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Real City Matters: Civil talks about Toronto civic politics

09/30/2014 01:39 EDT | Updated 11/30/2014 05:59 EST
Former urban affairs reporter Siri Agrell was keen to do something about all the doom and gloom that had come to surround Toronto's civic politics.

From wrangling over transit plans that seem forever stuck in neutral, to the crack scandal that enveloped the mayor's office last year, it's been a difficult time for anyone who loves Toronto.

"There's a feeling in Toronto that we're all a bit traumatized," Agrell said Tuesday in an interview on CBC Radio's Metro Morning. "The last couple of years have been hard on us. You watch the debates, you read the news about our politics and it feels like all is lost, that we're all starting to hate each other."

In an effort to inject some optimism into the discussion about Toronto's future, Agrell and Torontoist teamed up to organize a series of free public panel discussions ahead of the Oct. 27 municipal election.

Held on four Tuesdays starting tonight, the Real City Matters talks are aimed at sparking discussion about solutions to the problems Toronto faces. These aren't debates, as Agrell made a point of saying that candidates in the upcoming municipal election are not invited.

"I wanted to design a series of events that reminded people that Toronto is a great place and that we can talk about these things a little bit differently," she said. "When everything is a battle, someone always loses."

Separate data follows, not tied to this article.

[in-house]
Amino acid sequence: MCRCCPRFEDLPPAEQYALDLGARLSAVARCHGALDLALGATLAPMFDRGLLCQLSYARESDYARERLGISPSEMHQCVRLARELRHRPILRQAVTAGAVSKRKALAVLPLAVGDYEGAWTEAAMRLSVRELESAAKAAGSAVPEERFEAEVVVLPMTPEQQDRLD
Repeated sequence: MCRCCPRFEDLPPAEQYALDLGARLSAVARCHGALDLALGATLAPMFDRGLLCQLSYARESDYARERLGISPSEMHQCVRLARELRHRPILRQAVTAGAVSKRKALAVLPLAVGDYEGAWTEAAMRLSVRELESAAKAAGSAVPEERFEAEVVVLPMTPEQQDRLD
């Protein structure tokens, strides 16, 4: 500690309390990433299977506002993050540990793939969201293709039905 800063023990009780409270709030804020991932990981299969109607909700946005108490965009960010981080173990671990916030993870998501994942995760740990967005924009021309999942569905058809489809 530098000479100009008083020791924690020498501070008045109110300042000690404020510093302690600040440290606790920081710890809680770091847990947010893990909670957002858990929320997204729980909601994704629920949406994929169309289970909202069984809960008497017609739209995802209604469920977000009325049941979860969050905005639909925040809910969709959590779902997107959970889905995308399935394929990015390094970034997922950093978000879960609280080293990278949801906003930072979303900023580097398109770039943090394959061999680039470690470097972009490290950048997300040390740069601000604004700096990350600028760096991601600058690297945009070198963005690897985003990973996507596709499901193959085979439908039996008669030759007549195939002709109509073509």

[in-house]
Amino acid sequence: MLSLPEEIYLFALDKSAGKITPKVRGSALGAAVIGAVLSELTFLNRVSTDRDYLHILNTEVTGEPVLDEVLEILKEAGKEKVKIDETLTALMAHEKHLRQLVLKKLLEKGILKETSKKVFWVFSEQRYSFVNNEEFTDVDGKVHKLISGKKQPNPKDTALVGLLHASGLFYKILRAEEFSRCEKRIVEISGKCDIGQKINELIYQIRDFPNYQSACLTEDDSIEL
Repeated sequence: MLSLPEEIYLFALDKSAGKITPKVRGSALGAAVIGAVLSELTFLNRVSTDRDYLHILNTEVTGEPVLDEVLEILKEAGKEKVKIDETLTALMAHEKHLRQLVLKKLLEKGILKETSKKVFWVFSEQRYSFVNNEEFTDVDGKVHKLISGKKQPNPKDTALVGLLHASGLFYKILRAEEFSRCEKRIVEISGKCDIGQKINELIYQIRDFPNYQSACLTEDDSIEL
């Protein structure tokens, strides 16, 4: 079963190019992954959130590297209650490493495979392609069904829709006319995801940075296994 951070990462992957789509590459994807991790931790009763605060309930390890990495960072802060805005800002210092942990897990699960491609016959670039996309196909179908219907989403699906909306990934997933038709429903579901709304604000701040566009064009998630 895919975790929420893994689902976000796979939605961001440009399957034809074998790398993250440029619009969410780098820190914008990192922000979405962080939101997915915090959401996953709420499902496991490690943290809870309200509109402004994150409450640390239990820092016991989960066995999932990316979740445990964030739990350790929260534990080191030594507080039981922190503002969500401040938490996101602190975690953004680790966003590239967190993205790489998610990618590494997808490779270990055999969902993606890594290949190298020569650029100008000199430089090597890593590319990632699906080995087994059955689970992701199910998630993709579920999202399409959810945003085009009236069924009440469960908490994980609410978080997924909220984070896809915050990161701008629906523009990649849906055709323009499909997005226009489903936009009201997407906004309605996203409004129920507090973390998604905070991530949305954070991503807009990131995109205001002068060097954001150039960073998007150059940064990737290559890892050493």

She points out that other cities have managed to solve problems of equal or greater significance to the ones Toronto faces and says by "talking better" about the city we're on a better path to improve it.

"There are big things being done by cities," Agrell said. "Toronto can do that too."

Tuesday's Real City Matters discussion will focus on what Toronto has done right in recent years. Panellists include Rita Davies, founder of the Toronto International Book Fair and Sabina Ali of the Thorncliffe Park Women's Committee.

Future discussions will focus on the city's growing pains and how Toronto residents can all get along as the city becomes more diverse and density rises.

Click here for details about future discussions and to reserve tickets. The venue is the Revival restaurant at 783 College St.

Agrell hopes participants will emerge from the free discussions feeling empowered and positive about Toronto's future.

"I haven't felt proud of Toronto for a long time and I want to feel proud of it again," she said.

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